Whoooooaaaa, you say? There's no way you would ever allow your Suzie to kip with a sore elbow and risk permanent damage...... that will keep her from enjoying a full and productive life. I guess my response would be a reflection of my experiences which left me fully able to this day, on the brink of retirement, to enjoy everyday activities beyond those of my peers. Permanent damage, sure but the work I put in those many years ago left me with a reserve of physical strength and health that remains to this day. So even though I've had brief periods of nuisance pain through those years, I feel enriched and better off for the course I took. So ladies, line up the older men in your life (c'mon, I can only shame most guys 45yo and up) for a friendly arm wresting match, as I feel I can hold my own despite old injuries.

Just to let you know it can work, but not for every kid in every situation.
 
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DND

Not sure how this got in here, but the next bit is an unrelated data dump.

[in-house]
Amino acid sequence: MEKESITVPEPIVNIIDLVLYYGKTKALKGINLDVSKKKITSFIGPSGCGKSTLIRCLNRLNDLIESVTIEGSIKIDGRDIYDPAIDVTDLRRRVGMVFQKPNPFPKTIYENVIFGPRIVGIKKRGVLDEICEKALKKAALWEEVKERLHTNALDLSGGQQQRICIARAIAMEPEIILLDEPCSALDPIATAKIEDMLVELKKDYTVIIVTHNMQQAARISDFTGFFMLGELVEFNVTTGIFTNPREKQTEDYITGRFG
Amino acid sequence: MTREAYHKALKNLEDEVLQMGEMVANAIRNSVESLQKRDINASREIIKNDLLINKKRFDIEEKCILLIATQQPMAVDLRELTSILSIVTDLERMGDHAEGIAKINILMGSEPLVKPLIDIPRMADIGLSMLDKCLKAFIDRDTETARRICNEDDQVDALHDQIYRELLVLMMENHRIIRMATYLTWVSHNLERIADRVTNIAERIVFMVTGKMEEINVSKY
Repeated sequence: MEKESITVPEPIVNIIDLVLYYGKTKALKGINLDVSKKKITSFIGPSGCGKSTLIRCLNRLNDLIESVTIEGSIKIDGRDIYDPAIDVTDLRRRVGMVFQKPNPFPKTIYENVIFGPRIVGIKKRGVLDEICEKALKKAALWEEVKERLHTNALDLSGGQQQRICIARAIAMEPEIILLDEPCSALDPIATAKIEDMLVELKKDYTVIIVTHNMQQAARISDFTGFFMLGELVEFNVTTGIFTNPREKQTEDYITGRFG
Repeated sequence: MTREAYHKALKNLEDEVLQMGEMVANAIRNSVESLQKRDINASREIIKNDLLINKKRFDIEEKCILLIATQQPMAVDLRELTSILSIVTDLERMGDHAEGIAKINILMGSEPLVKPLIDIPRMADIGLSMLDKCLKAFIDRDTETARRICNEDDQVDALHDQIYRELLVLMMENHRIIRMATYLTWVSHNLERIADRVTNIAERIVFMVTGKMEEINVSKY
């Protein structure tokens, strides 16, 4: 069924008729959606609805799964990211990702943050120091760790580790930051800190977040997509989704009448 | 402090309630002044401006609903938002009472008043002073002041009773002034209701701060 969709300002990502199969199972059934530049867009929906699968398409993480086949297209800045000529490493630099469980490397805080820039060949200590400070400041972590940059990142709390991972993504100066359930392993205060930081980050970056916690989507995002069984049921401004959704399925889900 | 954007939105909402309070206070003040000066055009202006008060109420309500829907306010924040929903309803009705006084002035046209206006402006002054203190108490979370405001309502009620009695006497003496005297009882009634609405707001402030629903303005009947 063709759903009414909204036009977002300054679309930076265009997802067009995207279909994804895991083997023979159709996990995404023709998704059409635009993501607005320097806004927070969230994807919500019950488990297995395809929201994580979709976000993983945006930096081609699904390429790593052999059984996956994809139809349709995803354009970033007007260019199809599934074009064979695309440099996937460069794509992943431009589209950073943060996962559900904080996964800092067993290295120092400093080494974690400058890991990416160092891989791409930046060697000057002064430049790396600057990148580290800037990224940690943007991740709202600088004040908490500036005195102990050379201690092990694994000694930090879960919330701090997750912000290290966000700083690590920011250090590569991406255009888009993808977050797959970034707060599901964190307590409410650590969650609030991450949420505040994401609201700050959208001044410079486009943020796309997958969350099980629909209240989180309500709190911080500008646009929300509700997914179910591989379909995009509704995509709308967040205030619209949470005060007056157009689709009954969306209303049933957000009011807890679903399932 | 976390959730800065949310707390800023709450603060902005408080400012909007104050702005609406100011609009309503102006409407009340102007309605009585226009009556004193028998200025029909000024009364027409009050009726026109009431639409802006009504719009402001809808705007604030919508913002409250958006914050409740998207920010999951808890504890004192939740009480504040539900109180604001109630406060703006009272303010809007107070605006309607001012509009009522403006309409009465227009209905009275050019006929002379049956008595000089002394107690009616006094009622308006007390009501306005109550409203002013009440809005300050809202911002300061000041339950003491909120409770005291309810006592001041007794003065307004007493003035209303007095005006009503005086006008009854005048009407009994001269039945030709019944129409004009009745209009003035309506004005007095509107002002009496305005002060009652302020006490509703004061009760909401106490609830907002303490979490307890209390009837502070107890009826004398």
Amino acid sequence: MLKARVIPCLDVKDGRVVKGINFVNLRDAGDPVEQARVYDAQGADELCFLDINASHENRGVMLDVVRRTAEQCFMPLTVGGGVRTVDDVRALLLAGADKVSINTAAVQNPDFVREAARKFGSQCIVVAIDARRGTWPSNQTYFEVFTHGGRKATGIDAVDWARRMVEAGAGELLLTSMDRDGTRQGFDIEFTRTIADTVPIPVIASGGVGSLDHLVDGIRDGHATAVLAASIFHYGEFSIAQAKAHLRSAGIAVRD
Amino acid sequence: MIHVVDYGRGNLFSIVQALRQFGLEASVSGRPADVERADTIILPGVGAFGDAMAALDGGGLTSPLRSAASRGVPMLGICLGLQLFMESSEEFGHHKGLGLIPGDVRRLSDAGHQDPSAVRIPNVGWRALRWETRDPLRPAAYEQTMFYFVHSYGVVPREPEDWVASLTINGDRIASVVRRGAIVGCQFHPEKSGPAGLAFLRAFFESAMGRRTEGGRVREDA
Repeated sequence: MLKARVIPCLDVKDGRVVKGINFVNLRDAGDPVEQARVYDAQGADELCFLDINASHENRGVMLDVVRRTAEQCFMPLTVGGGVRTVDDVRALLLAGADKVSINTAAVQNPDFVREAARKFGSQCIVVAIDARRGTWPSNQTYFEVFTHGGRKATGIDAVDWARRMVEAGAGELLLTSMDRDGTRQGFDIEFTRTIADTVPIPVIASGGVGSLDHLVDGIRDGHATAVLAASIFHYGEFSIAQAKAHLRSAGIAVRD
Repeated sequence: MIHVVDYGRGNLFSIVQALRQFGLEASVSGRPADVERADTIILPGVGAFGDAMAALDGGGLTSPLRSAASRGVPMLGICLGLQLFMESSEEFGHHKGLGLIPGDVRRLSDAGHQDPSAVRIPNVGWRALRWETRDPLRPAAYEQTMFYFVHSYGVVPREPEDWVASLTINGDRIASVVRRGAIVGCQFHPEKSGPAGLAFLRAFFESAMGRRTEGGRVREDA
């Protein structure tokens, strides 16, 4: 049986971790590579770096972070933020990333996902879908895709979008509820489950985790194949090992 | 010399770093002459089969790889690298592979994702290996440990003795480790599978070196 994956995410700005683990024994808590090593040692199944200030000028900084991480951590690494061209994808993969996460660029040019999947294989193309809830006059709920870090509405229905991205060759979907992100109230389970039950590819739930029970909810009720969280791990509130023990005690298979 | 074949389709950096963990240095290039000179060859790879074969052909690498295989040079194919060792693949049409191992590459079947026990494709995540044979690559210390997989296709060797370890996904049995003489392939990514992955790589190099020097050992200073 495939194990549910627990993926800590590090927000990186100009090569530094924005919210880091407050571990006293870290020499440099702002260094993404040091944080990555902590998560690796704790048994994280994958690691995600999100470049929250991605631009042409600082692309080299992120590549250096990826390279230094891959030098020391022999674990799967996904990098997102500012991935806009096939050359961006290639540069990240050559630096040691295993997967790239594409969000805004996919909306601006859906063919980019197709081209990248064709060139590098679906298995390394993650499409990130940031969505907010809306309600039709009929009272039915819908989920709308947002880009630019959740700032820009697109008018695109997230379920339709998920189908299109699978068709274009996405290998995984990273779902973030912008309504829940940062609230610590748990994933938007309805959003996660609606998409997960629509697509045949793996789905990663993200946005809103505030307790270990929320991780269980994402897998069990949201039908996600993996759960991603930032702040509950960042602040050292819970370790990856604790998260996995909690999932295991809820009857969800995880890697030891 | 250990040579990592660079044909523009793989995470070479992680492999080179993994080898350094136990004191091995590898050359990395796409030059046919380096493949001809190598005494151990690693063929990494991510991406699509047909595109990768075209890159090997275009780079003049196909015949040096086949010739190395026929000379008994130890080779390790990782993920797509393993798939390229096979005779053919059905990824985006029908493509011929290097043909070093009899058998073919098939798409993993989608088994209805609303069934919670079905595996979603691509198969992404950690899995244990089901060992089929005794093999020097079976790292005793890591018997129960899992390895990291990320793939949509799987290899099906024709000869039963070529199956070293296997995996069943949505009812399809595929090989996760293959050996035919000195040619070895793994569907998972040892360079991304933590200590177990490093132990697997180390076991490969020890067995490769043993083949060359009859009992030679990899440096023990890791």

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IWC thanks for the interesting take. I agree that the key is having the right team in place to make sure your children are going to be okay. We took what the doctors said, did Physio and trusted our coaches to watch DD and determine what she would be capable of. The coach had said in a higher level this would not have worked out, but he knew she would be fine with limiting her workouts prior to the meet and letting her get the experience.

I am glad beam was last (it was the hardest on her foot) and I have to admit a wee bit of Baileys in the coffee to keep my anxiety and bay was helpful. She was not expecting anything as far as results so in the end it was a complete success.
The road ahead will be filled with many more of these highs and low moments, but in the end what doesn't kill you makes you stronger.

I am not sure if I will ever get to the point of not being nervous at meets, but there is always a wee shot and I know enough to stay away from her so it is not sensed or passed on.

It is her sport and I support her fully to enjoy every moment and take whatever path she chooses. And in moments of doubt I will come here and vent, question and get support from those that have BTDT.